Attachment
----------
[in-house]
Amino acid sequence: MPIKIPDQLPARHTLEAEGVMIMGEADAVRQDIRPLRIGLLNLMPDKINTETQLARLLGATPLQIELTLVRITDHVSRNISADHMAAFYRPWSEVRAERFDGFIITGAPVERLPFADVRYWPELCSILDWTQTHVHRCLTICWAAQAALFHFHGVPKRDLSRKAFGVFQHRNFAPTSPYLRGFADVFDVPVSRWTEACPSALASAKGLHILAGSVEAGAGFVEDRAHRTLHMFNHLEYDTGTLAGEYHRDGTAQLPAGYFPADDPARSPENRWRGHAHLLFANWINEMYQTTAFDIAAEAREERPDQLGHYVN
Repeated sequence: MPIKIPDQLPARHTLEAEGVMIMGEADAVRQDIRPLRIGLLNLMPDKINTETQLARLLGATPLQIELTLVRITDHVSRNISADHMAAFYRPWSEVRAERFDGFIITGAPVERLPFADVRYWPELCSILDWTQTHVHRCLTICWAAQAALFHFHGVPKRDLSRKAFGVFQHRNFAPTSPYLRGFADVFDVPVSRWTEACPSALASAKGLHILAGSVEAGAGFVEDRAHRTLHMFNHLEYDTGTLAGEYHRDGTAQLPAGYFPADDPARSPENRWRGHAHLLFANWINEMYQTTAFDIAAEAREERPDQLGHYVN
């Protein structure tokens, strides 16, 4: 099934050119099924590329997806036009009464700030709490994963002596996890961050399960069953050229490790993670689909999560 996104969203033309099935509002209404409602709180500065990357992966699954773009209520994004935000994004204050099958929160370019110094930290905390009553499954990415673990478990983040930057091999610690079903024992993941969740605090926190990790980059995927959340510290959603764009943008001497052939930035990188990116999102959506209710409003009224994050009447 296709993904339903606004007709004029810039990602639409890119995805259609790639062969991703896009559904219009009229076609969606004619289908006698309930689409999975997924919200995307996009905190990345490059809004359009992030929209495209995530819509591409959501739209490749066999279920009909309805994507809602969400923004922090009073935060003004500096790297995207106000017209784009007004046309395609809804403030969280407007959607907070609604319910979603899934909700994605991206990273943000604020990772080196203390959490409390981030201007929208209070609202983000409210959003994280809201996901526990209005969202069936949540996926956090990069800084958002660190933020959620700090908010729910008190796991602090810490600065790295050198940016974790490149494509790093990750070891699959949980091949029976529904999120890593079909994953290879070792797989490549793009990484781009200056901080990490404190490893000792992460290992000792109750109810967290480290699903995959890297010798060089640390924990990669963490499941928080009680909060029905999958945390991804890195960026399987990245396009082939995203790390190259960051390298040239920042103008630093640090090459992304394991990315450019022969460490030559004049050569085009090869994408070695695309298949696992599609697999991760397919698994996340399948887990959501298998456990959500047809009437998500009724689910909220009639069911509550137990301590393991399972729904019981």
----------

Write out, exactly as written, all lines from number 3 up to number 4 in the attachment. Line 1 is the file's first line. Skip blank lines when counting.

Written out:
Repeated sequence: MPIKIPDQLPARHTLEAEGVMIMGEADAVRQDIRPLRIGLLNLMPDKINTETQLARLLGATPLQIELTLVRITDHVSRNISADHMAAFYRPWSEVRAERFDGFIITGAPVERLPFADVRYWPELCSILDWTQTHVHRCLTICWAAQAALFHFHGVPKRDLSRKAFGVFQHRNFAPTSPYLRGFADVFDVPVSRWTEACPSALASAKGLHILAGSVEAGAGFVEDRAHRTLHMFNHLEYDTGTLAGEYHRDGTAQLPAGYFPADDPARSPENRWRGHAHLLFANWINEMYQTTAFDIAAEAREERPDQLGHYVN
């Protein structure tokens, strides 16, 4: 099934050119099924590329997806036009009464700030709490994963002596996890961050399960069953050229490790993670689909999560 996104969203033309099935509002209404409602709180500065990357992966699954773009209520994004935000994004204050099958929160370019110094930290905390009553499954990415673990478990983040930057091999610690079903024992993941969740605090926190990790980059995927959340510290959603764009943008001497052939930035990188990116999102959506209710409003009224994050009447 296709993904339903606004007709004029810039990602639409890119995805259609790639062969991703896009559904219009009229076609969606004619289908006698309930689409999975997924919200995307996009905190990345490059809004359009992030929209495209995530819509591409959501739209490749066999279920009909309805994507809602969400923004922090009073935060003004500096790297995207106000017209784009007004046309395609809804403030969280407007959607907070609604319910979603899934909700994605991206990273943000604020990772080196203390959490409390981030201007929208209070609202983000409210959003994280809201996901526990209005969202069936949540996926956090990069800084958002660190933020959620700090908010729910008190796991602090810490600065790295050198940016974790490149494509790093990750070891699959949980091949029976529904999120890593079909994953290879070792797989490549793009990484781009200056901080990490404190490893000792992460290992000792109750109810967290480290699903995959890297010798060089640390924990990669963490499941928080009680909060029905999958945390991804890195960026399987990245396009082939995203790390190259960051390298040239920042103008630093640090090459992304394991990315450019022969460490030559004049050569085009090869994408070695695309298949696992599609697999991760397919698994996340399948887990959501298998456990959500047809009437998500009724689910909220009639069911509550137990301590393991399972729904019981």